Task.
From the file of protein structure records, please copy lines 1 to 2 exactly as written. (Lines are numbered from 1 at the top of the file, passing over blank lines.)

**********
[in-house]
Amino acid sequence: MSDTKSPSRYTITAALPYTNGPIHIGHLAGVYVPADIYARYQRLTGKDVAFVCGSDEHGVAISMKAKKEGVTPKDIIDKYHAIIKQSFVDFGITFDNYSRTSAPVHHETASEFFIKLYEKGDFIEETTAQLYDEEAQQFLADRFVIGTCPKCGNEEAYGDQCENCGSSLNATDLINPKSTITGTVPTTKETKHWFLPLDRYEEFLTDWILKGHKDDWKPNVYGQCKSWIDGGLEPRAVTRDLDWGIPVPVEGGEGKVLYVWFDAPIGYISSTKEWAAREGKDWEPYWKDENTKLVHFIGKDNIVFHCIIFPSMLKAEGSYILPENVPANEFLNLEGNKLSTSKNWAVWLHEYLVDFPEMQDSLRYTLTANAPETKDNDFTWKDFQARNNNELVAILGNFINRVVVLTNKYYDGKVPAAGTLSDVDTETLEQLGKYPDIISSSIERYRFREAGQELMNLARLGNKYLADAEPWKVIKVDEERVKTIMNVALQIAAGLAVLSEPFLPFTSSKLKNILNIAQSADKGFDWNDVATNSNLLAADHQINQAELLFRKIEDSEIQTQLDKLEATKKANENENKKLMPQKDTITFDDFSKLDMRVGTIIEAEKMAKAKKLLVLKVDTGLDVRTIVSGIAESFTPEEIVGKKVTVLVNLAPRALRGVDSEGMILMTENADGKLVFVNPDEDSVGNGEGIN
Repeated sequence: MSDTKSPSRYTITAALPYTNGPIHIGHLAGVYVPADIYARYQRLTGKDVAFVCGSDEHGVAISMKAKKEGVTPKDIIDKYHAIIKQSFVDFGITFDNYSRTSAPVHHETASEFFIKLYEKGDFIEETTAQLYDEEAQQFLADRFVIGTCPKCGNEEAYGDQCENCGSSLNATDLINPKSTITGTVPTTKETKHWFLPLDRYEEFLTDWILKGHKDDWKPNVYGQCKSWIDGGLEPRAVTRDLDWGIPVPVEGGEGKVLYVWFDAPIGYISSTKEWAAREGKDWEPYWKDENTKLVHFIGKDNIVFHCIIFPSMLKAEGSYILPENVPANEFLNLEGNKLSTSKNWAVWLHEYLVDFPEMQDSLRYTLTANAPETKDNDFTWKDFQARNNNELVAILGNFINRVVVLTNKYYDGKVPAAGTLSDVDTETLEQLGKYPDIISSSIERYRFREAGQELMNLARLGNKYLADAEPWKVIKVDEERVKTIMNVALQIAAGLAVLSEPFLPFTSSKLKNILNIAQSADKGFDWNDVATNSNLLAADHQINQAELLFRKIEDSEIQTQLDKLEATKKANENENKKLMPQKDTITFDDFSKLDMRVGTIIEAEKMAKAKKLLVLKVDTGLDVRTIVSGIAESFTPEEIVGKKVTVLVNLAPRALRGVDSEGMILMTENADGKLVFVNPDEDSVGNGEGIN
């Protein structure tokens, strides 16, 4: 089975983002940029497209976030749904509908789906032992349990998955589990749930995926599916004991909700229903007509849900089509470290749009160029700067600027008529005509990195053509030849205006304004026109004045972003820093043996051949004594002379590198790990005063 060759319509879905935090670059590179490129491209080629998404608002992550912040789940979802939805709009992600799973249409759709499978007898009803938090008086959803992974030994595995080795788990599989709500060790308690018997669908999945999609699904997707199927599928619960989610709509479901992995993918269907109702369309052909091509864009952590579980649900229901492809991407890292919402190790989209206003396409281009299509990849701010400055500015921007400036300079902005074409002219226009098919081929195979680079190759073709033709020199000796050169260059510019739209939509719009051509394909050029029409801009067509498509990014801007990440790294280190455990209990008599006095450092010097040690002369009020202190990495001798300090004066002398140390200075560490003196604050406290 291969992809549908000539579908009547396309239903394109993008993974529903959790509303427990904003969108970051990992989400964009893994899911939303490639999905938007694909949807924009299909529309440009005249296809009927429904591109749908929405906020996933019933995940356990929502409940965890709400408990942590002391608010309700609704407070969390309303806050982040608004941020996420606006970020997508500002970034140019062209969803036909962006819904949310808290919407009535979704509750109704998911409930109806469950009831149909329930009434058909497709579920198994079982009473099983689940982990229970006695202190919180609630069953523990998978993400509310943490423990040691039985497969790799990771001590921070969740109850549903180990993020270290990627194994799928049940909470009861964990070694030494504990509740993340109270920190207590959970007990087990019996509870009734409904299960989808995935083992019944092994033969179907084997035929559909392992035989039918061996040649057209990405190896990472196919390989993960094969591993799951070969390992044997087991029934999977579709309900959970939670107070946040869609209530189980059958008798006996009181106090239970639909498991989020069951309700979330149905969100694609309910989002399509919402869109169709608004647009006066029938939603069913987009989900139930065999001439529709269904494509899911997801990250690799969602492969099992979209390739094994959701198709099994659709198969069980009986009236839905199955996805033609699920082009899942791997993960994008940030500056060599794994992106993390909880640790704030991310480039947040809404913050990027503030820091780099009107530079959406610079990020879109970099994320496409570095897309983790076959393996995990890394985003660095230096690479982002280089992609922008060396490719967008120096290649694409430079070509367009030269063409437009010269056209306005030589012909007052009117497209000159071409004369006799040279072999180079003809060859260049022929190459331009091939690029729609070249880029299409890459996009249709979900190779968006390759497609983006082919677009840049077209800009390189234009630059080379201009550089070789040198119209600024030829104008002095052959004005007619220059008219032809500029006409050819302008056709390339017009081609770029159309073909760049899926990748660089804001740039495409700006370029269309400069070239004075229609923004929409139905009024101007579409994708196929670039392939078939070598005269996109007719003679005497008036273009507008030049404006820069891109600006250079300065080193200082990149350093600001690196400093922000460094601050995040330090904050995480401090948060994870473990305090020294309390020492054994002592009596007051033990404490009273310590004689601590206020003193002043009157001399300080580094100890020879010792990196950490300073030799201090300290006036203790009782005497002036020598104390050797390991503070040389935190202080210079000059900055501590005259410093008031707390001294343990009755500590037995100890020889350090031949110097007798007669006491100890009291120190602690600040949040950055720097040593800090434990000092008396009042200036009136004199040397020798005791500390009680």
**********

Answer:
[in-house]
Amino acid sequence: MSDTKSPSRYTITAALPYTNGPIHIGHLAGVYVPADIYARYQRLTGKDVAFVCGSDEHGVAISMKAKKEGVTPKDIIDKYHAIIKQSFVDFGITFDNYSRTSAPVHHETASEFFIKLYEKGDFIEETTAQLYDEEAQQFLADRFVIGTCPKCGNEEAYGDQCENCGSSLNATDLINPKSTITGTVPTTKETKHWFLPLDRYEEFLTDWILKGHKDDWKPNVYGQCKSWIDGGLEPRAVTRDLDWGIPVPVEGGEGKVLYVWFDAPIGYISSTKEWAAREGKDWEPYWKDENTKLVHFIGKDNIVFHCIIFPSMLKAEGSYILPENVPANEFLNLEGNKLSTSKNWAVWLHEYLVDFPEMQDSLRYTLTANAPETKDNDFTWKDFQARNNNELVAILGNFINRVVVLTNKYYDGKVPAAGTLSDVDTETLEQLGKYPDIISSSIERYRFREAGQELMNLARLGNKYLADAEPWKVIKVDEERVKTIMNVALQIAAGLAVLSEPFLPFTSSKLKNILNIAQSADKGFDWNDVATNSNLLAADHQINQAELLFRKIEDSEIQTQLDKLEATKKANENENKKLMPQKDTITFDDFSKLDMRVGTIIEAEKMAKAKKLLVLKVDTGLDVRTIVSGIAESFTPEEIVGKKVTVLVNLAPRALRGVDSEGMILMTENADGKLVFVNPDEDSVGNGEGIN